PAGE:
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  If Saddam Hussein really had WMDs
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Author Topic: If Saddam Hussein really had WMDs  (Read 724 times)
darklordoftech
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« on: October 16, 2019, 02:33:09 pm »

What would happen upon the WMDs being found?
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Epstein Didnít Kill Himself
ChairmanSanchez
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« Reply #1 on: October 16, 2019, 09:17:09 pm »

The war would have still been wrong IMO. But that being said, I'm sure as sh!t glad that he didn't Tongue
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The Mikado
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« Reply #2 on: October 17, 2019, 12:04:17 am »

The most likely case would be (and tbh it's legitimately shocking that this didn't happen) that Saddam still had leftover stockpiles of chemical weapons, especially chlorine or mustard gas, squirreled away somewhere. They're absurdly easy to make (you can make chlorine gas with the stuff under your kitchen sink, technically), don't pose the difficulty of more advanced gases like VX or Sarin, let alone the difficulty of biological and nuclear weapons, and are...completely ineffective as an actual tool of warfare in the 21st century.

Lumping chemical weapons in with biological and nuclear weapons is an absurdity. A very powerful chemical weapon, Sarin, was unleashed in absolutely ideal circumstances on a subway in Japan in 1995 and "only" killed 12 people out of over 1,000 exposed. Chlorine and mustard gas were out of date 100 years ago and, while exceptionally cruel ways to kill someone, are NOT tools of "mass destruction" in any real sense. They deserve to be banned for the same reason land mines are banned: it's not that land mines are tools of mass destruction, it's that they're tools of war crimes.
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Old School Republican
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« Reply #3 on: October 17, 2019, 12:08:02 am »

The War remains popular for much longer than it did in OTL. It wouldnt change the fact that Bush still competely mishandled the aftermath of the invasion but still the war would remain popular till around 2007 at the very least and 2011 at the very latest. This is what I think happens


2004:

Presidential:




Bush/Cheney 356 53%
Kerry/Edwards 182 46%

Bush easily wins the election, and its quite possible even NJ could flip in this scenario. Kerry also would only win CA by around 5-6 points maybe less



Senate:

Republicans Gain: All the states they gained in OTL
Dems Gain: Just IL


So Senate would finish at 56 Republicans to 44 Democrats


House:

Republicans : 240
Democrats:  195



2006:

Senate:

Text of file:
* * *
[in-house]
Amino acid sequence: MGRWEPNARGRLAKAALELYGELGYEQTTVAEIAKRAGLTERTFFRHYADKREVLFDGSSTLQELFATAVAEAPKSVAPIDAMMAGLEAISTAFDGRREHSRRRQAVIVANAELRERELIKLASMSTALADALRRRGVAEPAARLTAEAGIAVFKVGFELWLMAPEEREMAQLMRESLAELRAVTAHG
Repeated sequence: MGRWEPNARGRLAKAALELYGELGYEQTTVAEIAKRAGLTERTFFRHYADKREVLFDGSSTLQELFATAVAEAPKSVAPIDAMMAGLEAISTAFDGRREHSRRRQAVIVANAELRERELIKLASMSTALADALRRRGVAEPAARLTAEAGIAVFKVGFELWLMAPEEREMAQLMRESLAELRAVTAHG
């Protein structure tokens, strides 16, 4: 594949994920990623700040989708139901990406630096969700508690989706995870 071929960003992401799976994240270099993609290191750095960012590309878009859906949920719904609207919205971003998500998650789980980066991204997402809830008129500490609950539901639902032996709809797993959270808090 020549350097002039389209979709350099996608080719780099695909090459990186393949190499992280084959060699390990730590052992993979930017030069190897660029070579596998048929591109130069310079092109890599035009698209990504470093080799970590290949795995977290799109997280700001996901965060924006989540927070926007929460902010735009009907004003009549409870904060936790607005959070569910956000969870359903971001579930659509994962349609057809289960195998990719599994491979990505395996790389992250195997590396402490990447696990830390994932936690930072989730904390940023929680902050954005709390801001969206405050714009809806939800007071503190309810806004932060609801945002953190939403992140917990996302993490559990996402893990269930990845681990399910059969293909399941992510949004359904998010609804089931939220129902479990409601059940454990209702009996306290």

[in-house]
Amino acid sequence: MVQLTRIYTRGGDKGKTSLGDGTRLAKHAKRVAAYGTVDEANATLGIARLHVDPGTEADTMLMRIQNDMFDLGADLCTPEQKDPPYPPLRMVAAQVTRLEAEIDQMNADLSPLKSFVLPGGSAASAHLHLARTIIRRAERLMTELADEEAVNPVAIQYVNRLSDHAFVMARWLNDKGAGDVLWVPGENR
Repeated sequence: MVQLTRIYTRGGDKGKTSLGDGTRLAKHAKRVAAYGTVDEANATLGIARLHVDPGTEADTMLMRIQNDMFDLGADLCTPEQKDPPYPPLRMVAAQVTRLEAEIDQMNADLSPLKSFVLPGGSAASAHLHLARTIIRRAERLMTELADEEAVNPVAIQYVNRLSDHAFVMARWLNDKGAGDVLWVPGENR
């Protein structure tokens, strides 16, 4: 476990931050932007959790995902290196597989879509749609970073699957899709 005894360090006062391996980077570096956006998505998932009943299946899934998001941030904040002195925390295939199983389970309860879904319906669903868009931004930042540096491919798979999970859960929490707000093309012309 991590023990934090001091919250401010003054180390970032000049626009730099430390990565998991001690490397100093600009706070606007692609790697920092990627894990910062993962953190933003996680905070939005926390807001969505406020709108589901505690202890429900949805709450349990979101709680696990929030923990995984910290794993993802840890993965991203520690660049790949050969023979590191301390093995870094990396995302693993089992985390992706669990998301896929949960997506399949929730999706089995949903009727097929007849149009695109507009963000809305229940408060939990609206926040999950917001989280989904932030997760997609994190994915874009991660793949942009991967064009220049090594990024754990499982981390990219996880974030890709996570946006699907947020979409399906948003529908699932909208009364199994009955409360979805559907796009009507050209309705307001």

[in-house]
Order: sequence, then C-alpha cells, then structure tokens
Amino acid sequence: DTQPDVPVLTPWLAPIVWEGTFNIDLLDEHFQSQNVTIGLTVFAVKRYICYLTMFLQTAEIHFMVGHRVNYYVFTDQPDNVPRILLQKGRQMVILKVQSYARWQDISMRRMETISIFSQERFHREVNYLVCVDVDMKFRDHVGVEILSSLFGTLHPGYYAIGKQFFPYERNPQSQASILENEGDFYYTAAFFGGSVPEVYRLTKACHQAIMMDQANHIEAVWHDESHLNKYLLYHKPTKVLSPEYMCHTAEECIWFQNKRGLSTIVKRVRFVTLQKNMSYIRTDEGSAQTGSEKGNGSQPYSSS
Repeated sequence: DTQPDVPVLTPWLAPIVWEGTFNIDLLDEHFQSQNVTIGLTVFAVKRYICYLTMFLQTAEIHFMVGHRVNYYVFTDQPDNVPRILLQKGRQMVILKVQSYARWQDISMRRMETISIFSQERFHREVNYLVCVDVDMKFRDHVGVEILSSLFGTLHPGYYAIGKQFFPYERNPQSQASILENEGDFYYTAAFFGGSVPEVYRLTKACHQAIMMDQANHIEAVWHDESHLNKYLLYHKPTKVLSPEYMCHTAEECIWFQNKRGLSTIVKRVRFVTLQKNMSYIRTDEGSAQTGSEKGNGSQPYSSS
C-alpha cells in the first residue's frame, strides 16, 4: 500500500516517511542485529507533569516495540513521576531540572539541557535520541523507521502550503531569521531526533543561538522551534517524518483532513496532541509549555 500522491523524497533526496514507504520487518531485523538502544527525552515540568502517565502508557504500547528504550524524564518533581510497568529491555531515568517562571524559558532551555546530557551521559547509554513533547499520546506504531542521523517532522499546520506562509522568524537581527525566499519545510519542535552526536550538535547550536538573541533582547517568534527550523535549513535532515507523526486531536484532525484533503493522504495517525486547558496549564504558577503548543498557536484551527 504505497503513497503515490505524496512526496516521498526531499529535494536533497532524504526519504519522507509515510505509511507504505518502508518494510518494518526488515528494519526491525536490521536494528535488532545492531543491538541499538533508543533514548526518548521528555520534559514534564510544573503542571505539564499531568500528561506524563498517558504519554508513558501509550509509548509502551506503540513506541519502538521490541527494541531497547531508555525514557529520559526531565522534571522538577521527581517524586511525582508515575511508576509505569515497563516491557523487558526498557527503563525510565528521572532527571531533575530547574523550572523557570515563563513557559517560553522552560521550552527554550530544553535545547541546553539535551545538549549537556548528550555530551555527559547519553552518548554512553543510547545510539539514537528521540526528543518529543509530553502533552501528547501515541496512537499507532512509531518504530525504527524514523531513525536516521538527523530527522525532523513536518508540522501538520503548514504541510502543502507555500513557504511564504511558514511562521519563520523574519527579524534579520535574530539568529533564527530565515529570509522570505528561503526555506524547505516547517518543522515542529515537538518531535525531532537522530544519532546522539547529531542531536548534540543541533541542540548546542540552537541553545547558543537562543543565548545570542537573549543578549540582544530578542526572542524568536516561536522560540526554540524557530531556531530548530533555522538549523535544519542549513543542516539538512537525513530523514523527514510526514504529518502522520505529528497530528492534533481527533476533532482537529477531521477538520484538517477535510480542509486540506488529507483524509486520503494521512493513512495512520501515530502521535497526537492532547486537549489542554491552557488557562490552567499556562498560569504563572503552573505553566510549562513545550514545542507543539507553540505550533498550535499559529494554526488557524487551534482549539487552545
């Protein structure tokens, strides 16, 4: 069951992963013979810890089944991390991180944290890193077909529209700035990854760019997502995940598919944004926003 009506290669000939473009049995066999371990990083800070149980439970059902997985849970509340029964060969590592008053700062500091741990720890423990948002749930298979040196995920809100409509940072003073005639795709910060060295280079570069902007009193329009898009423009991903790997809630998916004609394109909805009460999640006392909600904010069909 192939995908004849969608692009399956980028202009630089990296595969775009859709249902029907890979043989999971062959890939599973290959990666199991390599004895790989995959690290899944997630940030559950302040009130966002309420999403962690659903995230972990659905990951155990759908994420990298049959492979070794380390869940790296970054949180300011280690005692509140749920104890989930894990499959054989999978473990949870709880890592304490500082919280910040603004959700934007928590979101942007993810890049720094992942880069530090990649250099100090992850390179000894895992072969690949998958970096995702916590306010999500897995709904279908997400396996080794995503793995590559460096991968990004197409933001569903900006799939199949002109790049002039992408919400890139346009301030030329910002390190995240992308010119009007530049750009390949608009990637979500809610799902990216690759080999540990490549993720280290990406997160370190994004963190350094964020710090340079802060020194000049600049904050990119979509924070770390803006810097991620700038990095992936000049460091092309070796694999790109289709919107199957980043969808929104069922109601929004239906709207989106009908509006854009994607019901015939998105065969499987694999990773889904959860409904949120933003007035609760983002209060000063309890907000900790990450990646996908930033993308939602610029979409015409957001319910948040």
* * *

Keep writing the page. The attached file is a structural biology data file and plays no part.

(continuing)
Republicans Gain: NJ
Democrats Gain: PA, RI, OH

So Senate Ends up at Republicans 54 to Democrats 46


House:

Republicans: 225
Democrats: 210

Republicans narrowly keep the house



2008:


Presidential:



Clinton/Bayh 315 51.5%
McCain/Romney 223 48.5%


Senate:

Democrats Gain : CO, NM, VA, NC, NH
Republicans Gain: Nothing

Democrats take control of Senate with a 51-49 majority


House :

Democrats : 232
Republicans: 203

Democrats take control of House as well with a gain of 22 seats
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Orser67
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« Reply #4 on: October 17, 2019, 10:37:02 pm »

I don't think it would have mattered all that much. The reason that the Iraq War became unpopular wasn't primarily the lack of WMDs (partly because Bush/Republicans were able to cast some doubt on the lack of WMDs), but rather the emergence of an insurgency and the long-term deployment of 100k+ American troops in Iraq.
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True Federalist
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« Reply #5 on: October 18, 2019, 10:40:52 am »

If the Iraq War remains highly popular in 2004, I doubt Kerry gets the nomination.  He got it in large part because it was thought he could successfully counter Bush on defense issues. If Dems have no hope of doing that, someone else, perhaps Edwards, likely gets the nomination.
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Kingpoleon
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« Reply #6 on: October 18, 2019, 09:23:15 pm »

If the Iraq War remains highly popular in 2004, I doubt Kerry gets the nomination.  He got it in large part because it was thought he could successfully counter Bush on defense issues. If Dems have no hope of doing that, someone else, perhaps Edwards, likely gets the nomination.
Kerry won the votes of those who cited the economy and jobs as their top focus in the primaries.
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Old School Republican
Computer89
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« Reply #7 on: October 19, 2019, 12:31:12 am »